Gee, somebody puts poor little Pepe in a “Nazi” uniform and all of sudden, the name calling begins. This time from Australia:
The alt-right is on the march. Formerly confined to the unpalatable extremes of political discourse, a new generation of racists and xenophobes is celebrating what many of its members believe is the tide of history turning their way.
Richard Spencer, the man who coined the term “alternative right”, can hardly believe how quickly things have changed. “We were on the fringes for so long,” he says. “But people are listening now. They’re paying attention.”
Spencer, the alt-right’s standout figure in the US, says he is planning to establish a permanent presence in Washington and to create “a real professional movement that is affecting policy, society and culture”.
Energised by Donald Trump, he wants the alt-right, a movement based on white nationalism that veers into misogyny and anti-Semitism, to develop “a footprint around the world”.
After a fearful and divisive US election that exposed dangerously unresolved racial tensions, and with Europe still in turmoil over Brexit and immigration, the democratic world is watching Spencer and his ilk. How seriously should we take this new tide of belligerent nationalism?
“Hail Trump!” Spencer shouted last month to the crowd at a Washington conference hosted by the National Policy Institute, the innocuous-sounding group he leads. “Hail our people. Hail victory.” The crowd roared back its approval, with several members raising arms in Nazi-style salutes.
“It’s really a new world and it’s very exciting,” Spencer says in an interview. “I’ve been at so many conferences where it’s just a bunch of 50-year-old guys complaining at the world. Now the majority of our attendees are under 40. Many under 30.”
Spencer is more than your average right-wing thug. He has a so-called “fashy” (fascist) haircut but wears tailored suits. He completed a master’s in humanities at Chicago University before working in conservative journalism. There are other claims to the phrase alt-right — and some who identify with it are anti-globalisation or anti-elitist rather than racist — but Spencer gets most credit. He founded the website alternativeright.com in 2010.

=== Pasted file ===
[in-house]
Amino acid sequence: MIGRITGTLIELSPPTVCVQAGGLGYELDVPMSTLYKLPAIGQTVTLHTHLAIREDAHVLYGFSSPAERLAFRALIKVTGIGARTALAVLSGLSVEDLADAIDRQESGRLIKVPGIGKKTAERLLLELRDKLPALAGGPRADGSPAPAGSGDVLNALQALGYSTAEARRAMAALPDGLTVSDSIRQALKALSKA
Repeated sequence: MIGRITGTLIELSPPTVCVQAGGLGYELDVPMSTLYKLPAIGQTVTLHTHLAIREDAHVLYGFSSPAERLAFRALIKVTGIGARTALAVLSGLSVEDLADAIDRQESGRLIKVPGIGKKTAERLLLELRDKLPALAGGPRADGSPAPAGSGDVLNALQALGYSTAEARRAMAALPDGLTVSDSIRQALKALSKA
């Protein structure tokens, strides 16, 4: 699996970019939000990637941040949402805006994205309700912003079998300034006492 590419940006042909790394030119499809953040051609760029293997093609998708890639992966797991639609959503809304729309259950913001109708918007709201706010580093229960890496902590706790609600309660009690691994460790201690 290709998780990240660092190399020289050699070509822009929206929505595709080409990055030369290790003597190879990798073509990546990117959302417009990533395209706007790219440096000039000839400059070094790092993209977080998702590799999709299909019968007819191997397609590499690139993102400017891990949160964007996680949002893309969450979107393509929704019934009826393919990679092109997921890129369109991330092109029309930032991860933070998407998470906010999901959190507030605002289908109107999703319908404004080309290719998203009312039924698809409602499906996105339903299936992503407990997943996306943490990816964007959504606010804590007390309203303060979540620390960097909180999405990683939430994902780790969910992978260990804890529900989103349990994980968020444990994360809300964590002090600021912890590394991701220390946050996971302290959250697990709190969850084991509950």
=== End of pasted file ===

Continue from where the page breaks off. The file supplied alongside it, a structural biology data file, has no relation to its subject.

At the Washington event, Spencer joked that instead of “partying like it’s 1933” (the year Hitler was appointed German chancellor), the alt-right should “party like it’s 2016”. He believes this year represents a tipping point: the “white European nation” finally rejected the multi-ethnic society foisted upon it by immigrants and liberals. “The alt-right and Donald Trump are riding this same wave,” he says.
Spencer doesn’t like the label neo-Nazi. He refuses to condemn the Nazi salutes, claiming they were done in a “spirit of exuberant irony”. “A lot of people don’t get that about the alt-right: there is a cheekiness. It’s fun to be good and cheeky,” he says.
He says some among the alt-right are fed up with being labelled Nazis. “People hear that so often they want to throw it back in the faces of the people that say it. To be blunt, it was like a ‘f..k you’.
“I will agree that we can’t be trapped in the past. A neo-Nazi movement is a non-starter. We obviously cannot go down that road. It’s great to have this exuberance … we need that energy. But we can’t be limited by that. We can’t just be a movement of trolls.”